I try to believe that people mean the best. That when they say something, are really just trying to show their love and support. Sometimes it just comes out so wrong, and it leaves the grieving person feel stunned, shocked, hurt, and lost. I want to talk a little about grief, and loss, and what you can say and do to support the one you love who is grieving.
I used to be frustrated about this, that other people do not know how to deal with grief, but as a someone else said, it’s up to the grieving to educate the people who are not yet grieving. Everyone grieves something, maybe something on a smaller scale, or will face the pain of grief in their future. So the more we can all learn about grief and loss, and how to support one another in time of need, the better off we are. Quite honestly, we are all learning. Someone who is grieving is in new territory with their grief. And those supporting them, are in new territory with learning how to support them.
I keep thinking, how can you even describe how to help? How can you even in a few words talk about how to support your grieving loved one when the subject and feelings of grief are so profound and so deep. But a few things I’ve thought of, and I’m sure there will be more in the future!
1. Grief is personal- don’t start comparing your loss with theirs. I know you want to try connect and show that you understand. But you don’t. Even if you have lost a child, you do not fully understand THEIR grief. It’s personal and different for each one of us. Connecting with other mothers who have lost a child really is a blessing, but we each have our own path still. Please don’t compare your loss of your dog, or your father, or your brother, or your niece, or your ANYONE to someone who has lost a child.
I’m not at all saying your grief is not valid. It is real to you too. But a grieving parent will not feel supported or connected through that most of the time.
2. LISTEN- don’t fix. What has happened has happened. There is no changing what has happened. You or anyone else cannot fix what is done. That’s something so painful for a grieving person to wrestle with. It cannot be changed. It’s painful and brings up many emotions that are foreign. When you try to fix, or say “at least”, you are telling your loved one that they should not be feeling the way they are feeling. When you say things trying to comfort them or make the pain go away, you are not helping, you are only telling them it’s not okay to process and be in whatever emotion they are in. Just listen.
3. Offer tangible ways you can help- We all wonder how we can help. What ways we can help? What would they want? Think of ways that you can offer to help freely(because let’s be honest, when you give help from a unloving heart, but not free place, it can be felt by the griever. And NOBODY wants help from someone who doesn’t want to give it). So offer ways you can help like, “I could babysit for you, I can bring supper this night, or I could just come sit with you. Would any of these be helpful for you?”
Don’t be offended if they don’t want any of them, but just know that you have offered to help, and then it’s up to them to receive the help. Don’t just say, let me know if you need anything. Most like they will not reach out. Because saying that does not mean you truly want to help.
4. Don’t be afraid to do the wrong thing- I know I keep saying things not to do, so it can make you feel nervous to do anything. But honestly, when we don’t do anything because we are too afraid to cause hurt. The reality is, you probably will do the wrong thing at some point. Every grieving person at a different moment in time might be offended by one thing, where another isn’t. When you don’t do or say anything, and just disappear, you are leaving your loved one alone in a time when they need the most support.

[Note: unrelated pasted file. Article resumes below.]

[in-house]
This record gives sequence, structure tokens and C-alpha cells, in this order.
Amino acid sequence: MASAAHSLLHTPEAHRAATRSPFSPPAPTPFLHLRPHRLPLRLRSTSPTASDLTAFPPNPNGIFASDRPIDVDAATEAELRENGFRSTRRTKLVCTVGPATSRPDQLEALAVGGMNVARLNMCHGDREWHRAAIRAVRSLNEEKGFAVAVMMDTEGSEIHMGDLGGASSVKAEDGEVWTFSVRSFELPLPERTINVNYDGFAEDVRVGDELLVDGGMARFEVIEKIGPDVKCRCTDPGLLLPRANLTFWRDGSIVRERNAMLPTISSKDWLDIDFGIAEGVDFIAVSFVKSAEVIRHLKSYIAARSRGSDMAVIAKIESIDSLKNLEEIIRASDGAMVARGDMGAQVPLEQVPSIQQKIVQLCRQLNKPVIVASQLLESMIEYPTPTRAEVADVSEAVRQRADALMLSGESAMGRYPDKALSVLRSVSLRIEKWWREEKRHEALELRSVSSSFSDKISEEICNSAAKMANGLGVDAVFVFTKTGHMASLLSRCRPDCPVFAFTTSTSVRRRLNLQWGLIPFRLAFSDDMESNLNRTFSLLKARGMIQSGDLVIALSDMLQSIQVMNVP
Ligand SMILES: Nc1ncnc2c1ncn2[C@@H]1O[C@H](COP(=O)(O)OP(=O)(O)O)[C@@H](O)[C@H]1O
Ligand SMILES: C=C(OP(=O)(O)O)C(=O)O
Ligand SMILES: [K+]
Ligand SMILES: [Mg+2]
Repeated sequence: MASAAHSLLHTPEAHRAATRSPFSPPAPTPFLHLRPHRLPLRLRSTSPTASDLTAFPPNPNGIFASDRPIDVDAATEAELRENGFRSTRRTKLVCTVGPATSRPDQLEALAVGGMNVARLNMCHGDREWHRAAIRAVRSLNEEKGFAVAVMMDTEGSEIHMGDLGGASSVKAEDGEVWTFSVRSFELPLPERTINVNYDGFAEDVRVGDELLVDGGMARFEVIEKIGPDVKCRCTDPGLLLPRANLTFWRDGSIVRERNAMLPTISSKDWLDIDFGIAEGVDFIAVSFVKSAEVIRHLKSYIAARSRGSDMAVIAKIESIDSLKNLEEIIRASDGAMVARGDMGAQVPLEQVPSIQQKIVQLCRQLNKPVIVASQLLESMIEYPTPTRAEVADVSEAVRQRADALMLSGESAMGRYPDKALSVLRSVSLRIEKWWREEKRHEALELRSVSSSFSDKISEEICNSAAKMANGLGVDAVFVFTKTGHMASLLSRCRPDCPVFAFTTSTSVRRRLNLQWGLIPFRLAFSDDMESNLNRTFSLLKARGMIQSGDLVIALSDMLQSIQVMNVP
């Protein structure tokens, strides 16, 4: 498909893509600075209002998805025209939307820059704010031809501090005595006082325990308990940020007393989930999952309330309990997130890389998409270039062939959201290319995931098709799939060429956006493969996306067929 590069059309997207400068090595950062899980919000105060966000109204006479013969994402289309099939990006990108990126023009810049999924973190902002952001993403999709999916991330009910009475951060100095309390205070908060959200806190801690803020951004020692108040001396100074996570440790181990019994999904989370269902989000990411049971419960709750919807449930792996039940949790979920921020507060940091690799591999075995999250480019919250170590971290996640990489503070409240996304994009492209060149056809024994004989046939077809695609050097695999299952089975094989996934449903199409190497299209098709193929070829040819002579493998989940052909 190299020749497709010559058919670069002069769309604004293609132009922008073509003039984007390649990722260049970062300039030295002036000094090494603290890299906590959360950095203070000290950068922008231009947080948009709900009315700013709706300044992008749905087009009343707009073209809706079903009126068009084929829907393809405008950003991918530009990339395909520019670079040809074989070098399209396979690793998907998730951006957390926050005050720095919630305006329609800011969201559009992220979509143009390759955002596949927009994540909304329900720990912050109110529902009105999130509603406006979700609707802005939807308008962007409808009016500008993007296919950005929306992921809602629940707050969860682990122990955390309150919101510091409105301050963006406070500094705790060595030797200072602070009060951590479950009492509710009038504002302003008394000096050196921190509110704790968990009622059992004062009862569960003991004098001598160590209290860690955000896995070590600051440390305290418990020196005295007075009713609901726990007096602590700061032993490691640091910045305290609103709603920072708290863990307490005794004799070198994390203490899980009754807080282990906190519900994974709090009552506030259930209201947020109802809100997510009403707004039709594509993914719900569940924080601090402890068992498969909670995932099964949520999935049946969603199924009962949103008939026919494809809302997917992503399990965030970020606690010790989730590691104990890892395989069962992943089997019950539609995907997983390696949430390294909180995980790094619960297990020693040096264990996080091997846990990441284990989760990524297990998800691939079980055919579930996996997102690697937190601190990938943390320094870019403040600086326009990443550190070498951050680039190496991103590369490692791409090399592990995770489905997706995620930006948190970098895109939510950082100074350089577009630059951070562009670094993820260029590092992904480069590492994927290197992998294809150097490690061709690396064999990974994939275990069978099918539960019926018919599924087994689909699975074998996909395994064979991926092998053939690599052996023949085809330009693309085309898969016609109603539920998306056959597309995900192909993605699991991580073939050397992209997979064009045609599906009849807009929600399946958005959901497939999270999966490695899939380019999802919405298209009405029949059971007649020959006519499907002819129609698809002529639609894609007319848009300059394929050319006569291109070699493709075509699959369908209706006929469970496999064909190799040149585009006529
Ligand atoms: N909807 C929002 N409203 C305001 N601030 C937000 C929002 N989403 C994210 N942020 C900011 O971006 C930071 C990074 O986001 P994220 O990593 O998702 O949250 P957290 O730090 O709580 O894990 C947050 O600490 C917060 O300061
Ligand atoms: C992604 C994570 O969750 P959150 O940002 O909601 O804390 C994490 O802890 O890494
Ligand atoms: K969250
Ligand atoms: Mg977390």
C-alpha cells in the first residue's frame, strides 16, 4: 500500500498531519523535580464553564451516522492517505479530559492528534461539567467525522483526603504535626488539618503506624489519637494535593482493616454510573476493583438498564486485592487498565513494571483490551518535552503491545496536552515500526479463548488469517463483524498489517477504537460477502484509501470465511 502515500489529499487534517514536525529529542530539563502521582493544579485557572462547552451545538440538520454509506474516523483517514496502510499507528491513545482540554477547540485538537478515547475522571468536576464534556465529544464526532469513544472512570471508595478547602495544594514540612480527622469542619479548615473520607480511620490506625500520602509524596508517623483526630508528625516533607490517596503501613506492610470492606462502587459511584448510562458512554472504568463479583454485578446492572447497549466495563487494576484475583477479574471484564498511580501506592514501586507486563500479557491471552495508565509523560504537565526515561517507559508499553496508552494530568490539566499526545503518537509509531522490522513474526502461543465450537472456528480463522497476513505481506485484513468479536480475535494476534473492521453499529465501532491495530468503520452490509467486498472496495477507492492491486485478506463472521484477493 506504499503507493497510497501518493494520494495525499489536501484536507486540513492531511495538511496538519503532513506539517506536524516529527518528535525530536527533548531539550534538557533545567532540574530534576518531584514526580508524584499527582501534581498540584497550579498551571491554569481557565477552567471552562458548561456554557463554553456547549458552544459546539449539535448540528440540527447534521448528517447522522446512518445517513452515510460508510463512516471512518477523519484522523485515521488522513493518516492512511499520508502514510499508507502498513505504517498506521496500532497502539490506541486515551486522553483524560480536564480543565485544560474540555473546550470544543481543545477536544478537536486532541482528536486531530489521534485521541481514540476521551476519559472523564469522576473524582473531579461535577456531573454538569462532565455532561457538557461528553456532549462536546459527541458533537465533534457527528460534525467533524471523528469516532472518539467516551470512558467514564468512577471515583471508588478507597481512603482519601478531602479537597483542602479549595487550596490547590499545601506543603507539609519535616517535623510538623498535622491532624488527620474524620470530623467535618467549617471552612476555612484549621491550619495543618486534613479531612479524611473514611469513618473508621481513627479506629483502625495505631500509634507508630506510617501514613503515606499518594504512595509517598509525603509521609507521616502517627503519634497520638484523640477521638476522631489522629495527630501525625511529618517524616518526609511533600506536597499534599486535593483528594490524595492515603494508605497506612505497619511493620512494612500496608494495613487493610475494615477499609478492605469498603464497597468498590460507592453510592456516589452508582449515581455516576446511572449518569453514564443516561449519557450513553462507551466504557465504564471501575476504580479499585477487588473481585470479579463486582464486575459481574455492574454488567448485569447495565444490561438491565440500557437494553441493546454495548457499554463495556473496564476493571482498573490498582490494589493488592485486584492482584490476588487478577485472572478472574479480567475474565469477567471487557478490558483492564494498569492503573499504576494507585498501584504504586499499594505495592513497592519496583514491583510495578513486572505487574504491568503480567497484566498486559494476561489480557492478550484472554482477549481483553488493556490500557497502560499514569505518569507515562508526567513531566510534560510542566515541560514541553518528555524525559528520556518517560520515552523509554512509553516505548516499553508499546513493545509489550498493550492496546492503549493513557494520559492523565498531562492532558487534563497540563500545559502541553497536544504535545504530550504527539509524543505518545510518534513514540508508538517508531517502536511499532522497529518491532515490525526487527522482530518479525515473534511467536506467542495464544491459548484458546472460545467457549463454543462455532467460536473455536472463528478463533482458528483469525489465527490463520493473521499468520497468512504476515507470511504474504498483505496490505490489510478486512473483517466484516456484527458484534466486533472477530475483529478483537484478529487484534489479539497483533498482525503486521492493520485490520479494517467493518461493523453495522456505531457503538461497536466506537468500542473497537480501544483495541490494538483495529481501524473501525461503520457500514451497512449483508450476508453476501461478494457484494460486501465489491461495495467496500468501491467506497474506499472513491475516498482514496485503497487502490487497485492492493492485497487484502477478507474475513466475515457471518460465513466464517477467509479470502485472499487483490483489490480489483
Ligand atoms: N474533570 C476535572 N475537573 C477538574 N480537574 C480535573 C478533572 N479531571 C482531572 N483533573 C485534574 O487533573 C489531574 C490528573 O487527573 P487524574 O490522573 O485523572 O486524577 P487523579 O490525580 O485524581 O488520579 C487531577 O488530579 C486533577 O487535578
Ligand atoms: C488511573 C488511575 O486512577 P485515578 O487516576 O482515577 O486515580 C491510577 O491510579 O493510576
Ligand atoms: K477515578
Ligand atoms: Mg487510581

Many of us who are grieving say, that you really find out who your true friends are. A lot of people can say some horrible things, without trying to understand, and others can just disappear because they don’t know what to say. Is that what you want for yourself? Imagine yourself in that situation. Your child dies. Everyone leaves you. Would you like that?
So, I do believe that learning about grief, and doing the best you can, is better than doing nothing.
5. Check in often- With grief, everyday is a roller coaster. There are good moments and bad moments. One moment we could be just fine, and the next, not be able to do anything but lay in bed. It’s the nature of grief and the pain of losing a child. It’s nice to have people that check in with you, that let you know that they are thinking of you. When you think of someone, let them know. They do not know that you are thinking of them, and it means a lot to know.
By checking in, you communicate with them their needs. Not in a badgering way where you don’t give them space. But checking in allows you to get a feel how they are doing, and being there when they do need the help.
One last thing I would say, is everyone’s grief is their own. It is not up to you to decide how someone should grieve. If they are not “themselves” remember that they are forever changed, and it’s their choice how they walk their path forward. Remember that someones grief is their own, and you are not helping or supporting when you tell someone to “move on” and “get over your grief already”. Maybe you don’t have the capacity to be the support person, but it’s very unfair to tell someone to move on, when you are not the one walking in their shoes. They have to decide where they go, and you are not going to change that.
To my heartbroken Mama’s. I know educating others on grief is exhausting and frustrating when you are trying to navigate the mucky waters yourself. I felt the same way. If these ways of helping resonate with you, share it with your people, so they can have just that much more knowledge on how they can support you. <3